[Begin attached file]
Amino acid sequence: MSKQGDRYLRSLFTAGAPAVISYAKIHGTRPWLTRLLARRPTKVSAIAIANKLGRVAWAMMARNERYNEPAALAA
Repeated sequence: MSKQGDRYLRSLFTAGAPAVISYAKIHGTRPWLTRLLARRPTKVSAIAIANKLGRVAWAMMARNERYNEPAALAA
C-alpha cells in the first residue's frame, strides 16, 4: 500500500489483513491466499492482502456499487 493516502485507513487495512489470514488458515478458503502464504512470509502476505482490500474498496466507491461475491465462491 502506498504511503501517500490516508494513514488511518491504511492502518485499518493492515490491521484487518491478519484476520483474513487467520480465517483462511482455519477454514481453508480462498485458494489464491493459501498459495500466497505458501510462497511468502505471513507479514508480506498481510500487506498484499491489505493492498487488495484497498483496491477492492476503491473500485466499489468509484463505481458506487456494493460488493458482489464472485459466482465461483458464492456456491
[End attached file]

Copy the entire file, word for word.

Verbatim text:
Amino acid sequence: MSKQGDRYLRSLFTAGAPAVISYAKIHGTRPWLTRLLARRPTKVSAIAIANKLGRVAWAMMARNERYNEPAALAA
Repeated sequence: MSKQGDRYLRSLFTAGAPAVISYAKIHGTRPWLTRLLARRPTKVSAIAIANKLGRVAWAMMARNERYNEPAALAA
C-alpha cells in the first residue's frame, strides 16, 4: 500500500489483513491466499492482502456499487 493516502485507513487495512489470514488458515478458503502464504512470509502476505482490500474498496466507491461475491465462491 502506498504511503501517500490516508494513514488511518491504511492502518485499518493492515490491521484487518491478519484476520483474513487467520480465517483462511482455519477454514481453508480462498485458494489464491493459501498459495500466497505458501510462497511468502505471513507479514508480506498481510500487506498484499491489505493492498487488495484497498483496491477492492476503491473500485466499489468509484463505481458506487456494493460488493458482489464472485459466482465461483458464492456456491